Dalkeith 24/7 lifesaving defibrillator unveiled

Dalkeith's first 24 hour lifesaving defribrillator unveiled. Photo shows (left to right) PC Rona Duncan Police Scotland Communities Officer, Evelyn Fleck from Dalkeith and District Community Council and Andrew Noble Chief Executive of Melville Housing Association.
Dalkeith's first 24 hour lifesaving defribrillator unveiled. Photo shows (left to right) PC Rona Duncan Police Scotland Communities Officer, Evelyn Fleck from Dalkeith and District Community Council and Andrew Noble Chief Executive of Melville Housing Association.

Dalkeith’s first lifesaving defibrillator for public use in an emergency has been officially unveiled, thanks to a partnership between Melville Housing Association and Dalkeith and District Community Council.

Fully funded by Melville as part of the Community Council’s proposed life-saving network, the vital resuscitation device is now in place in a secure cabinet on the publicly accessible wall of the Corn Exchange car park (behind the Bombay Lounge restaurant) at the east end of Dalkeith High Street.

It is available for use 24 hours a day and registered with the Scottish Ambulance Service. Meaning that members of the public, on dialling 999 in the event of a cardiac emergency in the local area, will be given the access code, allowing them to start treatment before the paramedics arrive.

“We’re delighted to be involved in the community council’s fantastic, life-saving project to locate a network of public access defibrillators across Dalkeith,” said Andrew Noble, chief executive of Melville Housing Association.

“Since 2016 when we moved to the Corn Exchange we’ve had a defibrillator in our office but thankfully up till now it’s never been needed.

“Over the past three years however the defibrillator has only been available during office hours, while statistically heart attacks are most likely to occur in the early morning (before 10am), so it made sense to make it accessible all day, every day.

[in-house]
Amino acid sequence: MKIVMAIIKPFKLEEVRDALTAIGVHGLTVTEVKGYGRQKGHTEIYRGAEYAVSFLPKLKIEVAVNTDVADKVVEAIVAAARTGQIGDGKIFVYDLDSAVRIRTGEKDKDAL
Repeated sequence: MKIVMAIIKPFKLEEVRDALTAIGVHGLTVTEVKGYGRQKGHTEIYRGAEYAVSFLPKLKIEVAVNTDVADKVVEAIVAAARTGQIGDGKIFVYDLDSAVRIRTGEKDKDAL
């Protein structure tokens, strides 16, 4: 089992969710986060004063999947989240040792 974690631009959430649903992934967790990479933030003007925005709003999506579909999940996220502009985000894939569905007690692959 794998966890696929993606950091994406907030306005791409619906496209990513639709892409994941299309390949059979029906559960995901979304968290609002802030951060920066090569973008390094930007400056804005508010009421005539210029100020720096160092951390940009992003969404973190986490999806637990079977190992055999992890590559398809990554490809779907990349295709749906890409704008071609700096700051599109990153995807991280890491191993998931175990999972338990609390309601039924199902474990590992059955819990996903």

“Hopefully it will never be needed but even if it’s only ever used once, it could be the difference between life and death for someone having a heart attack.”

A defibrillator can be used to help a person suffering a sudden cardiac arrest, where there’s a serious interruption to the heart’s normal rhythm, and works by delivering an electric shock to kick-start the heart back into its normal pattern.

Evelyn Fleck of Dalkeith and District Community Council, said, “Defibrillators in public places have been designed so that any member of the public can use them, without any training needed.

“Over the past year or so we’ve been working with organisations across Dalkeith to establish a network of these and we’re so grateful to Melville for the work they’ve done in becoming the first to go live.

“This defibrillator is available to anyone needing it, and can shock the heart into starting again after it’s stopped. Every second counts in a cardiac arrest so it’s vital that someone can step in to perform CPR and use a defibrillator before an ambulance arrives.”